Udacity CS 101: Procedures Part I

Imagine when every time after you flush the toilet, you have to manually fill the tank with water. Now that would suck. In Python, and almost all other languages, such processes can be automated. You can write a process that will refill the tank every time you flush. Every single time.

Toilet Aquarium

I wouldn’t even want to take a dump anymore
Image courtesy of http://www.wisebread.com

And it is the same idea for extracting links from a page. You do not only want the first link, you want all the links! There are two ways to retrieve all the links on a page:

The first way is to code it manually, search for the first occurrence of the <a href=" tag, retrieve the string until the closing ", set the new starting position to search. Rinse and repeat. The problem is, how many times will you have the code this? It depends on the number of links in a page right? And every page will probably have different number of links! Its a mess.

The second way is by something known as procedures or functions. A procedure basically automates the entire process. You can also think of a procedure as an oven


Hmmmmmmm.. I can almost taste the bread.
Image courtesy of sweetgrace.typepad.com

When you feed some ingredients into this oven, you get a cake or a bread, depending on the ingredients, as well as the degree of heat and time and other factors of the oven. This oven will help you extract the links from the page. It will look at the page, extract the first link, and it will automatically start searching for the next link and extract it. You would not have to code for every single link in the page. That’s the magic of the oven.

In python, the way to build an oven make a procedure is using the keyword def (short for define):

def myMagicOven(flour,water,egg):

<block># block of code stating how the oven will mix the ingredients and make a cake

# this will define a procedure named myMagicOven with the parameters flour, water and egg.

Remember during the lessons on strings you learned about parameters, which are basically inputs to your procedures. A procedure can have zero parameters or as many parameters as you would need, separated by a comma as seen above:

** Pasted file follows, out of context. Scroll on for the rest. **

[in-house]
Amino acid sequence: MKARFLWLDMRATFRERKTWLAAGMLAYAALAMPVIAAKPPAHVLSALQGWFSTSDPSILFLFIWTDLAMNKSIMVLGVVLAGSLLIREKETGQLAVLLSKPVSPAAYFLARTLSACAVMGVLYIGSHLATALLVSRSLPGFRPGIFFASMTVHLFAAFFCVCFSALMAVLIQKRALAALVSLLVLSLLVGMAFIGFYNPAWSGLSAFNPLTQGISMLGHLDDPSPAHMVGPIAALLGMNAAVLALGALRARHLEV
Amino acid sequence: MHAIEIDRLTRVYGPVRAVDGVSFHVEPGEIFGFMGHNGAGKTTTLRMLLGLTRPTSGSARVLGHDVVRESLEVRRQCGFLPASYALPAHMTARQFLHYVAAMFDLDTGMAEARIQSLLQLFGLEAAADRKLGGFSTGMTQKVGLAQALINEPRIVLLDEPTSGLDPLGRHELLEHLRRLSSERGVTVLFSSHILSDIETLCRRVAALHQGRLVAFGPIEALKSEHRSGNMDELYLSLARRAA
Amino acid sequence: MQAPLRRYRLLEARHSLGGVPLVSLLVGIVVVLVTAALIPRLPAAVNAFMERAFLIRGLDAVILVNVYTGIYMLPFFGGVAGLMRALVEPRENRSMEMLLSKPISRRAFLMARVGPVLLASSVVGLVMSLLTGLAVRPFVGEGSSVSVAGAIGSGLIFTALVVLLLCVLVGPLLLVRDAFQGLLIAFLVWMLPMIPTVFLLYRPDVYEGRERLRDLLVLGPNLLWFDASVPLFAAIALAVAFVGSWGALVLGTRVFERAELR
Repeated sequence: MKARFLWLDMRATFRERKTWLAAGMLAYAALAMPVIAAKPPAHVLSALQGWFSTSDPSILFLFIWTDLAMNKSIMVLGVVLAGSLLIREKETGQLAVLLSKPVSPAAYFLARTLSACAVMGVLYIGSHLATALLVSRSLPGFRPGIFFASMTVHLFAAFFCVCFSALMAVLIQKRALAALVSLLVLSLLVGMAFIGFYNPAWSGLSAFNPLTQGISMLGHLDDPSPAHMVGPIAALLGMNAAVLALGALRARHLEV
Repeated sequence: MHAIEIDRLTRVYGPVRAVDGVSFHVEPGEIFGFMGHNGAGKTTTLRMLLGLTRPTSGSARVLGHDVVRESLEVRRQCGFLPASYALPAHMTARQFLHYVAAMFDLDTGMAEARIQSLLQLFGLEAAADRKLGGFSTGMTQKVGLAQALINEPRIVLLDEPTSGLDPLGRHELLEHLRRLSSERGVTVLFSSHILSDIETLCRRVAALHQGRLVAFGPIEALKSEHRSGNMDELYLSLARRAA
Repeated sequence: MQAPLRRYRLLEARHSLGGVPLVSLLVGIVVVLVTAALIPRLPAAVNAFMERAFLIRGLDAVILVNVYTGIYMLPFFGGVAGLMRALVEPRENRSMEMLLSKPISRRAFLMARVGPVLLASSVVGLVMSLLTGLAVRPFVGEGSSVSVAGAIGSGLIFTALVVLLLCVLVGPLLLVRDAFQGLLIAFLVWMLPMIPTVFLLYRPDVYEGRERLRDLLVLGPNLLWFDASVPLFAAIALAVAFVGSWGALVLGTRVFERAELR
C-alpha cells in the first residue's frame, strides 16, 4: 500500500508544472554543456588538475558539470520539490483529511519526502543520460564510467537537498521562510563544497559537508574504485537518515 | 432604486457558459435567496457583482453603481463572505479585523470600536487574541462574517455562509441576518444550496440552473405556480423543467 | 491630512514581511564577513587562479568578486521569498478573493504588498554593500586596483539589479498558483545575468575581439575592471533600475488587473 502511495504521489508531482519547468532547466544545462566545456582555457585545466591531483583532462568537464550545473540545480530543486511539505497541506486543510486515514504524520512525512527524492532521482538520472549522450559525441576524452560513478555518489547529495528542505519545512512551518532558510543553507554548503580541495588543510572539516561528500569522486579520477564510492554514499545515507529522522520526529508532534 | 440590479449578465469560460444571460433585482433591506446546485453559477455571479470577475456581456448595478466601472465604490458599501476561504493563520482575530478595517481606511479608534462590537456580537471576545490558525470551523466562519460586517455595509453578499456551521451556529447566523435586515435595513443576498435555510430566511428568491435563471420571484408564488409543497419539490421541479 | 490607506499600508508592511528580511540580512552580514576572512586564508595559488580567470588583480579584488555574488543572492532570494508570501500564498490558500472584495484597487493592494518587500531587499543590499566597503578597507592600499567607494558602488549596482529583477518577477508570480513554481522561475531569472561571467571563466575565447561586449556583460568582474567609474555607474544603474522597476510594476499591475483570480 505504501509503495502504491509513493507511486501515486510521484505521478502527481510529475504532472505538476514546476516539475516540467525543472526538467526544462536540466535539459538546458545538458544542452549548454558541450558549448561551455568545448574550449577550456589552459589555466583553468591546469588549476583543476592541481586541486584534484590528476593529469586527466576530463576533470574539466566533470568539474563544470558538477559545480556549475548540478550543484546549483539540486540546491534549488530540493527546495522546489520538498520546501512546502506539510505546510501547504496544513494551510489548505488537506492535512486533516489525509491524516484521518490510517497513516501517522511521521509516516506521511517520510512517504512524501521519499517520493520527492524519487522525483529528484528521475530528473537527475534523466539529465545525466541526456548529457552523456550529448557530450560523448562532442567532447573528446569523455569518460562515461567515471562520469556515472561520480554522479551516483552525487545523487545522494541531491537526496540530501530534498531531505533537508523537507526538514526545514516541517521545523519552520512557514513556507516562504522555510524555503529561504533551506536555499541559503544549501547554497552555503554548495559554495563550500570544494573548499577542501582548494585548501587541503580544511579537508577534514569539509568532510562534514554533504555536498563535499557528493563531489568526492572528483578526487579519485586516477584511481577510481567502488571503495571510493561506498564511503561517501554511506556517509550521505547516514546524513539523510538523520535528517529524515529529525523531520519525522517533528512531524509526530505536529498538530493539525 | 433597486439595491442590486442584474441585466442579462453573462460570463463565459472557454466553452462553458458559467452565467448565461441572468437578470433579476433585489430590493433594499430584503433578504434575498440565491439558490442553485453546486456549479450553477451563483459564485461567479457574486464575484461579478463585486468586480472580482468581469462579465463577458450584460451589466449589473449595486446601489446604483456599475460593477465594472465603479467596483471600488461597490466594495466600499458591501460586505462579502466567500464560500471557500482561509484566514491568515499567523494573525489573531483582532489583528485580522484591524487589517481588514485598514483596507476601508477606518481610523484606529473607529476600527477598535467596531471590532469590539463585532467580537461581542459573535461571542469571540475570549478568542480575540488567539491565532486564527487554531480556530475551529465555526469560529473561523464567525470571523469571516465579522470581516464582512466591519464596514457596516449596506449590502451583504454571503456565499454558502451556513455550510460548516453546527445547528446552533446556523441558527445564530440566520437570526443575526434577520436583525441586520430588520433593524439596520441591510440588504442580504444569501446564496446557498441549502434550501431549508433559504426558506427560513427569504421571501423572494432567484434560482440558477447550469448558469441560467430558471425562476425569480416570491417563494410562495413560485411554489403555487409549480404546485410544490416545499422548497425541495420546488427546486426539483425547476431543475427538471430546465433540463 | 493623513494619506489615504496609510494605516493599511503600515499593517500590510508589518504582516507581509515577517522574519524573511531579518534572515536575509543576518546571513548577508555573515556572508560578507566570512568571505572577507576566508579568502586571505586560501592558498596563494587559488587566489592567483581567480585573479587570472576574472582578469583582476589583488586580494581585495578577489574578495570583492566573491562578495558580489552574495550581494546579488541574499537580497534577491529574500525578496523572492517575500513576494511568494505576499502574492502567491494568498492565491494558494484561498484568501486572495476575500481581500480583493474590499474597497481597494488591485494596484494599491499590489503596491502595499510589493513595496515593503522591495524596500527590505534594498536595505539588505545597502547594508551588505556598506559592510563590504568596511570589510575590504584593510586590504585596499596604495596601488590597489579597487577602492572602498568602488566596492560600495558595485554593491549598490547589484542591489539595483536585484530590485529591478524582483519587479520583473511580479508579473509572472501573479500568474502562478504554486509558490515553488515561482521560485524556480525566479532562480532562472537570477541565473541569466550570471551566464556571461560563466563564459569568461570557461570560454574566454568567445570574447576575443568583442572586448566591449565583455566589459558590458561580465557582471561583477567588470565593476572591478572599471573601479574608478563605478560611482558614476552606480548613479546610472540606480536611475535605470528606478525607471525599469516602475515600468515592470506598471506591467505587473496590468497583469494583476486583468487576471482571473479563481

def myUselessOven(): # empty parentheses means that there are no parameters required

print "This oven does nothing, except print this useless statement"

Note that the block consists of instructions and expressions that you will code. Blocks are indented (four spaces by convention), and the indentations are important, because it will tell the Python interpreter where the block ends.

If you have baked before, I’m sure you know how difficult it is. First you’ll need the right ingredients, the correct type of flour, sugar, eggs; the correct quantity of each ingredient; the intense beating kneading to get it to mix; the fine control of temperature and heat. And finally you have a cake, or a loaf of bread, or cookies. It would be sad if the oven eats it all up and leaves you with nothing.

Python procedures don’t disappoint you, usually. You feed inputs into the procedures, and most of the time you can expect to get outputs from the procedures. These outputs are also known as returns, which I mentioned in Strings Part II.

def myMagicOven(flour,water,egg):

goo = flour + water

taste goo

dough = goo + egg

taste dough

cook dough

return cake

In this modified myMagicOven procedure, you can see that it returns a cake (I hope you like cakes), and in the midst of returning it actually tasted goo and dough. A procedure can return multiple expressions (separated by commas).

This Udacity post references Udacity CS 101 Unit 2 Chapters 1, 2, 3, 4, 5 and 6.

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